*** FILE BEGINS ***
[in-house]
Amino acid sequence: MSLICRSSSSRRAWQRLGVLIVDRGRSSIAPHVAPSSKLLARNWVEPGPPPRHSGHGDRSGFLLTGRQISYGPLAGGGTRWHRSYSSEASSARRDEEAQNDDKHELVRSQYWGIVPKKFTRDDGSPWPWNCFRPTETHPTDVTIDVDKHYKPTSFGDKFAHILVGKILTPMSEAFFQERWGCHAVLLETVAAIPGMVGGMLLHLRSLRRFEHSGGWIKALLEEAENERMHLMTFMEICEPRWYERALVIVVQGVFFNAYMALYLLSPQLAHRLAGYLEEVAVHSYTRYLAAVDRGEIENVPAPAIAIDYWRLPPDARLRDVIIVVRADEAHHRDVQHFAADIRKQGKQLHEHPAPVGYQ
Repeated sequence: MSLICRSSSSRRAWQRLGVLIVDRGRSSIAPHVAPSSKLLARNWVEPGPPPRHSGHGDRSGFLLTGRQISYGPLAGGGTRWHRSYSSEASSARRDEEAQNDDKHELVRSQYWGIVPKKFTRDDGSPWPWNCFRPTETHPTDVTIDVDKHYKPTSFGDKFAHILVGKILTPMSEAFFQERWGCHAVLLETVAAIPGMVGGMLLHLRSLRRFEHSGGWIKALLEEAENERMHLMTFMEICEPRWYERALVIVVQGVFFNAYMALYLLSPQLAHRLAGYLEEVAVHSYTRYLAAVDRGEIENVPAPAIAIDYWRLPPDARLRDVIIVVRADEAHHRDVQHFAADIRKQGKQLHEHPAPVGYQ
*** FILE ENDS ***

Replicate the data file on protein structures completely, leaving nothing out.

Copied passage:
[in-house]
Amino acid sequence: MSLICRSSSSRRAWQRLGVLIVDRGRSSIAPHVAPSSKLLARNWVEPGPPPRHSGHGDRSGFLLTGRQISYGPLAGGGTRWHRSYSSEASSARRDEEAQNDDKHELVRSQYWGIVPKKFTRDDGSPWPWNCFRPTETHPTDVTIDVDKHYKPTSFGDKFAHILVGKILTPMSEAFFQERWGCHAVLLETVAAIPGMVGGMLLHLRSLRRFEHSGGWIKALLEEAENERMHLMTFMEICEPRWYERALVIVVQGVFFNAYMALYLLSPQLAHRLAGYLEEVAVHSYTRYLAAVDRGEIENVPAPAIAIDYWRLPPDARLRDVIIVVRADEAHHRDVQHFAADIRKQGKQLHEHPAPVGYQ
Repeated sequence: MSLICRSSSSRRAWQRLGVLIVDRGRSSIAPHVAPSSKLLARNWVEPGPPPRHSGHGDRSGFLLTGRQISYGPLAGGGTRWHRSYSSEASSARRDEEAQNDDKHELVRSQYWGIVPKKFTRDDGSPWPWNCFRPTETHPTDVTIDVDKHYKPTSFGDKFAHILVGKILTPMSEAFFQERWGCHAVLLETVAAIPGMVGGMLLHLRSLRRFEHSGGWIKALLEEAENERMHLMTFMEICEPRWYERALVIVVQGVFFNAYMALYLLSPQLAHRLAGYLEEVAVHSYTRYLAAVDRGEIENVPAPAIAIDYWRLPPDARLRDVIIVVRADEAHHRDVQHFAADIRKQGKQLHEHPAPVGYQ